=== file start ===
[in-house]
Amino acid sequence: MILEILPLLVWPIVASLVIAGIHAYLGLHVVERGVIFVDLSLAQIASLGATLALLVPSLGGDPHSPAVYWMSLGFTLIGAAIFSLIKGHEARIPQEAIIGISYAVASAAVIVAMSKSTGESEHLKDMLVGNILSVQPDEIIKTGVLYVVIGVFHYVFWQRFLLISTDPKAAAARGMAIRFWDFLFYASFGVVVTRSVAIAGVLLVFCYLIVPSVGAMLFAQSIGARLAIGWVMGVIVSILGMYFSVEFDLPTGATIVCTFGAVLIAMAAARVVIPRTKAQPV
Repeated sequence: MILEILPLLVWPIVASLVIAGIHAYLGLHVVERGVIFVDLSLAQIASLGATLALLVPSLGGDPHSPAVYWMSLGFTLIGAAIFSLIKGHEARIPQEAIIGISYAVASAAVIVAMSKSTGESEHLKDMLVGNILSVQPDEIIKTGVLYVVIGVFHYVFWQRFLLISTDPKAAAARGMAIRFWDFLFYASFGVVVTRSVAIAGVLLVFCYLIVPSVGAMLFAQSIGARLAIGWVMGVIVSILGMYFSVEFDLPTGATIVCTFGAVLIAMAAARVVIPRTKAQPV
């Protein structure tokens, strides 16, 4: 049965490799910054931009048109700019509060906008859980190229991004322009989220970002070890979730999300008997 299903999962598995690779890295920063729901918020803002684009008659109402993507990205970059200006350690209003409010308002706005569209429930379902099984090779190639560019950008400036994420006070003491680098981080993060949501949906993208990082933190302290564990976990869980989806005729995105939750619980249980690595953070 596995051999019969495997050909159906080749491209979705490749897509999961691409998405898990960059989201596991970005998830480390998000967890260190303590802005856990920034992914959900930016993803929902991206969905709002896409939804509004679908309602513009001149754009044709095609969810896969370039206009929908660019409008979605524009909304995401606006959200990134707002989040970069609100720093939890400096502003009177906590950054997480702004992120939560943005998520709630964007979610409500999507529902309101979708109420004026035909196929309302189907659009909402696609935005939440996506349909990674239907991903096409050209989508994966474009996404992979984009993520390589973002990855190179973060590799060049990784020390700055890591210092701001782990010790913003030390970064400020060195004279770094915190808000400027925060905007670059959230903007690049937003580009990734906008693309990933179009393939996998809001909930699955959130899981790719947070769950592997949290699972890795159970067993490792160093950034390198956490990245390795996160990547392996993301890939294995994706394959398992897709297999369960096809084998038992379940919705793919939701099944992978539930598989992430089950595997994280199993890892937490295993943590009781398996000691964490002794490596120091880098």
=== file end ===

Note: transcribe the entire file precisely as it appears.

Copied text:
[in-house]
Amino acid sequence: MILEILPLLVWPIVASLVIAGIHAYLGLHVVERGVIFVDLSLAQIASLGATLALLVPSLGGDPHSPAVYWMSLGFTLIGAAIFSLIKGHEARIPQEAIIGISYAVASAAVIVAMSKSTGESEHLKDMLVGNILSVQPDEIIKTGVLYVVIGVFHYVFWQRFLLISTDPKAAAARGMAIRFWDFLFYASFGVVVTRSVAIAGVLLVFCYLIVPSVGAMLFAQSIGARLAIGWVMGVIVSILGMYFSVEFDLPTGATIVCTFGAVLIAMAAARVVIPRTKAQPV
Repeated sequence: MILEILPLLVWPIVASLVIAGIHAYLGLHVVERGVIFVDLSLAQIASLGATLALLVPSLGGDPHSPAVYWMSLGFTLIGAAIFSLIKGHEARIPQEAIIGISYAVASAAVIVAMSKSTGESEHLKDMLVGNILSVQPDEIIKTGVLYVVIGVFHYVFWQRFLLISTDPKAAAARGMAIRFWDFLFYASFGVVVTRSVAIAGVLLVFCYLIVPSVGAMLFAQSIGARLAIGWVMGVIVSILGMYFSVEFDLPTGATIVCTFGAVLIAMAAARVVIPRTKAQPV
């Protein structure tokens, strides 16, 4: 049965490799910054931009048109700019509060906008859980190229991004322009989220970002070890979730999300008997 299903999962598995690779890295920063729901918020803002684009008659109402993507990205970059200006350690209003409010308002706005569209429930379902099984090779190639560019950008400036994420006070003491680098981080993060949501949906993208990082933190302290564990976990869980989806005729995105939750619980249980690595953070 596995051999019969495997050909159906080749491209979705490749897509999961691409998405898990960059989201596991970005998830480390998000967890260190303590802005856990920034992914959900930016993803929902991206969905709002896409939804509004679908309602513009001149754009044709095609969810896969370039206009929908660019409008979605524009909304995401606006959200990134707002989040970069609100720093939890400096502003009177906590950054997480702004992120939560943005998520709630964007979610409500999507529902309101979708109420004026035909196929309302189907659009909402696609935005939440996506349909990674239907991903096409050209989508994966474009996404992979984009993520390589973002990855190179973060590799060049990784020390700055890591210092701001782990010790913003030390970064400020060195004279770094915190808000400027925060905007670059959230903007690049937003580009990734906008693309990933179009393939996998809001909930699955959130899981790719947070769950592997949290699972890795159970067993490792160093950034390198956490990245390795996160990547392996993301890939294995994706394959398992897709297999369960096809084998038992379940919705793919939701099944992978539930598989992430089950595997994280199993890892937490295993943590009781398996000691964490002794490596120091880098």